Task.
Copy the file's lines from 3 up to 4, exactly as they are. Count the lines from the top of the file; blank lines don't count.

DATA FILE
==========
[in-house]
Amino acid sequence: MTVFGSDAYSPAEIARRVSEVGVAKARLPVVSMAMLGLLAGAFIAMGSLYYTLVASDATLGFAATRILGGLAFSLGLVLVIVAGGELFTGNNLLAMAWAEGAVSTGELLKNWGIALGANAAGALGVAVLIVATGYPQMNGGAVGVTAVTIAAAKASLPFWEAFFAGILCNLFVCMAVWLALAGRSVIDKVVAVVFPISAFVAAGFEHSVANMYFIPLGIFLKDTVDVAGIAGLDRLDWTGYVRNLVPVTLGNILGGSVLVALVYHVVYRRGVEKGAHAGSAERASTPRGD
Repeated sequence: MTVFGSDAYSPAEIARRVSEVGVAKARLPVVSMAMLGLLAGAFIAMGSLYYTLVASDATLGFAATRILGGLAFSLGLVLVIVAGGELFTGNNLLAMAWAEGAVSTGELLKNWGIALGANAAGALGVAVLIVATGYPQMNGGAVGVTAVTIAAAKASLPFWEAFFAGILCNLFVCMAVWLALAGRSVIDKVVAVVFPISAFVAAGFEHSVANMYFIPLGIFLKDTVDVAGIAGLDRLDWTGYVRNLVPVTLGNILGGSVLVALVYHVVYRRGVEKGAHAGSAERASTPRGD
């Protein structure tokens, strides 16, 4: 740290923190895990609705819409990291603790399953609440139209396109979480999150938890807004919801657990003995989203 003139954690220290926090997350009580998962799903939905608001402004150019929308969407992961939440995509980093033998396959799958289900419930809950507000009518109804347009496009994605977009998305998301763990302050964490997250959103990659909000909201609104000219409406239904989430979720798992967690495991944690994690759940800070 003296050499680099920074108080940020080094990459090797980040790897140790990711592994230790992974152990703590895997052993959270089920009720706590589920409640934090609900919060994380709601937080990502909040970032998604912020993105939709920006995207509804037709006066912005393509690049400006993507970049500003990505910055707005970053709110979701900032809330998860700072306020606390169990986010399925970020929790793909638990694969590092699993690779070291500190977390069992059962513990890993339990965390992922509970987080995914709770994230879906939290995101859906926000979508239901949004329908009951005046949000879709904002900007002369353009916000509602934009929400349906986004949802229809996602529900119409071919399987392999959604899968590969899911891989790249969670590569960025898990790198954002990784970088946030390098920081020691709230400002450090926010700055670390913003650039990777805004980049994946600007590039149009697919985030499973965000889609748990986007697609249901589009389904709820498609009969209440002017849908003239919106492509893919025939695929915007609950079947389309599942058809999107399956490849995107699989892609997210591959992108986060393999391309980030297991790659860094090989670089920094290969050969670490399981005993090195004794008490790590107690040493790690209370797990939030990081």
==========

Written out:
Repeated sequence: MTVFGSDAYSPAEIARRVSEVGVAKARLPVVSMAMLGLLAGAFIAMGSLYYTLVASDATLGFAATRILGGLAFSLGLVLVIVAGGELFTGNNLLAMAWAEGAVSTGELLKNWGIALGANAAGALGVAVLIVATGYPQMNGGAVGVTAVTIAAAKASLPFWEAFFAGILCNLFVCMAVWLALAGRSVIDKVVAVVFPISAFVAAGFEHSVANMYFIPLGIFLKDTVDVAGIAGLDRLDWTGYVRNLVPVTLGNILGGSVLVALVYHVVYRRGVEKGAHAGSAERASTPRGD
């Protein structure tokens, strides 16, 4: 740290923190895990609705819409990291603790399953609440139209396109979480999150938890807004919801657990003995989203 003139954690220290926090997350009580998962799903939905608001402004150019929308969407992961939440995509980093033998396959799958289900419930809950507000009518109804347009496009994605977009998305998301763990302050964490997250959103990659909000909201609104000219409406239904989430979720798992967690495991944690994690759940800070 003296050499680099920074108080940020080094990459090797980040790897140790990711592994230790992974152990703590895997052993959270089920009720706590589920409640934090609900919060994380709601937080990502909040970032998604912020993105939709920006995207509804037709006066912005393509690049400006993507970049500003990505910055707005970053709110979701900032809330998860700072306020606390169990986010399925970020929790793909638990694969590092699993690779070291500190977390069992059962513990890993339990965390992922509970987080995914709770994230879906939290995101859906926000979508239901949004329908009951005046949000879709904002900007002369353009916000509602934009929400349906986004949802229809996602529900119409071919399987392999959604899968590969899911891989790249969670590569960025898990790198954002990784970088946030390098920081020691709230400002450090926010700055670390913003650039990777805004980049994946600007590039149009697919985030499973965000889609748990986007697609249901589009389904709820498609009969209440002017849908003239919106492509893919025939695929915007609950079947389309599942058809999107399956490849995107699989892609997210591959992108986060393999391309980030297991790659860094090989670089920094290969050969670490399981005993090195004794008490790590107690040493790690209370797990939030990081």